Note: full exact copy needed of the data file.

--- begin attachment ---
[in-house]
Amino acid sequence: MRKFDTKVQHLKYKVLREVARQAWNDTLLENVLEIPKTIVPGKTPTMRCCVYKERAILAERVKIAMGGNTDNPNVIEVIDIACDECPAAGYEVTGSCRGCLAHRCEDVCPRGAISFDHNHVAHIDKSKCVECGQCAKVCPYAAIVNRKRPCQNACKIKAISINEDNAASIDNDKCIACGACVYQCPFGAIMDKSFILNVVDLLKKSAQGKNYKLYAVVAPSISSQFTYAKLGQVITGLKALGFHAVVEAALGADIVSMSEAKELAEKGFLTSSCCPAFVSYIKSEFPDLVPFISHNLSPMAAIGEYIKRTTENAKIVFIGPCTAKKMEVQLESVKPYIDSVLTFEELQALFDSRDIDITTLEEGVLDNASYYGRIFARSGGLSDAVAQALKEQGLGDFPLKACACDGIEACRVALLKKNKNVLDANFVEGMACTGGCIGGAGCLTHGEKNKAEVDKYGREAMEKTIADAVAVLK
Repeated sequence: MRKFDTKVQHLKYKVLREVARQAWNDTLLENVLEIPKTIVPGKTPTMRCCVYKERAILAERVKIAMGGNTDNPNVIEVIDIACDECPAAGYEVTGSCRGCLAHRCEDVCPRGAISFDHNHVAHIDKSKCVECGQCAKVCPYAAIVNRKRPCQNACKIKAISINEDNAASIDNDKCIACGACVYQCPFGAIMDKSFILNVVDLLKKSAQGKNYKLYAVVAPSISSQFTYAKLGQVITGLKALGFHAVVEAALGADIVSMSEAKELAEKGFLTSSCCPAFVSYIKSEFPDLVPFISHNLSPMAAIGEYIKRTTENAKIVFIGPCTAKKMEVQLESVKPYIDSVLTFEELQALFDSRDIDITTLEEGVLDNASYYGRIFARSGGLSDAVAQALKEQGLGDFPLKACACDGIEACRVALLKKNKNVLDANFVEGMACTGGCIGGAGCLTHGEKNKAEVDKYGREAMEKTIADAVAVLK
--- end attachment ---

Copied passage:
[in-house]
Amino acid sequence: MRKFDTKVQHLKYKVLREVARQAWNDTLLENVLEIPKTIVPGKTPTMRCCVYKERAILAERVKIAMGGNTDNPNVIEVIDIACDECPAAGYEVTGSCRGCLAHRCEDVCPRGAISFDHNHVAHIDKSKCVECGQCAKVCPYAAIVNRKRPCQNACKIKAISINEDNAASIDNDKCIACGACVYQCPFGAIMDKSFILNVVDLLKKSAQGKNYKLYAVVAPSISSQFTYAKLGQVITGLKALGFHAVVEAALGADIVSMSEAKELAEKGFLTSSCCPAFVSYIKSEFPDLVPFISHNLSPMAAIGEYIKRTTENAKIVFIGPCTAKKMEVQLESVKPYIDSVLTFEELQALFDSRDIDITTLEEGVLDNASYYGRIFARSGGLSDAVAQALKEQGLGDFPLKACACDGIEACRVALLKKNKNVLDANFVEGMACTGGCIGGAGCLTHGEKNKAEVDKYGREAMEKTIADAVAVLK
Repeated sequence: MRKFDTKVQHLKYKVLREVARQAWNDTLLENVLEIPKTIVPGKTPTMRCCVYKERAILAERVKIAMGGNTDNPNVIEVIDIACDECPAAGYEVTGSCRGCLAHRCEDVCPRGAISFDHNHVAHIDKSKCVECGQCAKVCPYAAIVNRKRPCQNACKIKAISINEDNAASIDNDKCIACGACVYQCPFGAIMDKSFILNVVDLLKKSAQGKNYKLYAVVAPSISSQFTYAKLGQVITGLKALGFHAVVEAALGADIVSMSEAKELAEKGFLTSSCCPAFVSYIKSEFPDLVPFISHNLSPMAAIGEYIKRTTENAKIVFIGPCTAKKMEVQLESVKPYIDSVLTFEELQALFDSRDIDITTLEEGVLDNASYYGRIFARSGGLSDAVAQALKEQGLGDFPLKACACDGIEACRVALLKKNKNVLDANFVEGMACTGGCIGGAGCLTHGEKNKAEVDKYGREAMEKTIADAVAVLK